Friday, 27 September 2013

Thoughts on Scanning Vintage Patterns, Starting a Personal Digital Fitting Library & Advance 4786

Let me introduce you to Advance 4786, an evening dress pattern with the option for a sheer or lace upper bodice and a draped skirt.  I can't get over how modern this dress looks-  the shaped drop waist (as in, not just a v-shaped) is something I've never seen on any other vintage dress pattern that I can think of.


Shorten it up, add some straps and you have a summer dress.  Or even just make the skirt on it's own.  The back isn't quite succumbing to "coffin clothes" syndrome, but it does look like it could use some more drama to match the front.  I'm not sure a matching drape in the back would be welcome (...let's avoid gathers at the fullest part of the behind, thanks...), but a shaped back bodice/yoke would be a nice touch.



Anyhow, onto scanning vintage patterns.  This summer, I had the great good fortune to be working somewhere which a) had a plotter and b) had plotter with a built in scanner.  Because of this  a) I was able to print some patterns for free without cutting and pasting (YAY!) and b) I was able to scan a bunch of my oldest and most likely to be used patterns.  Many of these are 90-60 years old, and are so delicate I can't stand using them- both because they rip and that's a pain to work with, and because they rip and they're a piece of history.  The best way to scan the pattern pieces would have been to use a large format flat bed scanner, however those are few and far between, not to mention scarily expensive.  The work scanner was one like these below, only oler.  The scanner feeds in a u-shape.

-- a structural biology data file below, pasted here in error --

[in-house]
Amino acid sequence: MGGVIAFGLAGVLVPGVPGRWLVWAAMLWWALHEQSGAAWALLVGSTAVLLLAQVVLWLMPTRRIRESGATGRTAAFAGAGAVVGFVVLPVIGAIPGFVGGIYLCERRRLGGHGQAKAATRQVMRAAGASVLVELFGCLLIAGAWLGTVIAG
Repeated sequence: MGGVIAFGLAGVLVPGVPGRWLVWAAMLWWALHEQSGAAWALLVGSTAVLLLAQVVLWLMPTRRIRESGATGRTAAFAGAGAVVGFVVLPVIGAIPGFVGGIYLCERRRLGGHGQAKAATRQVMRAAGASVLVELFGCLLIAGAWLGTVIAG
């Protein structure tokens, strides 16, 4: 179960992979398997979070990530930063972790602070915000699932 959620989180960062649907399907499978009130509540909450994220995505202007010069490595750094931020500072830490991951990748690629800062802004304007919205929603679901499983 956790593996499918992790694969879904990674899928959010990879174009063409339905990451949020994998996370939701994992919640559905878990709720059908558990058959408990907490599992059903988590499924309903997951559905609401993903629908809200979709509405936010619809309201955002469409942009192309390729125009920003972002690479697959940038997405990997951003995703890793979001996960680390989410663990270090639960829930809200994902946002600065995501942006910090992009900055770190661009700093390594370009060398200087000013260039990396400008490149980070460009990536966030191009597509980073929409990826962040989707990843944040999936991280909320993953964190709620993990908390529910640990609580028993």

from cadablog.blogspot.ca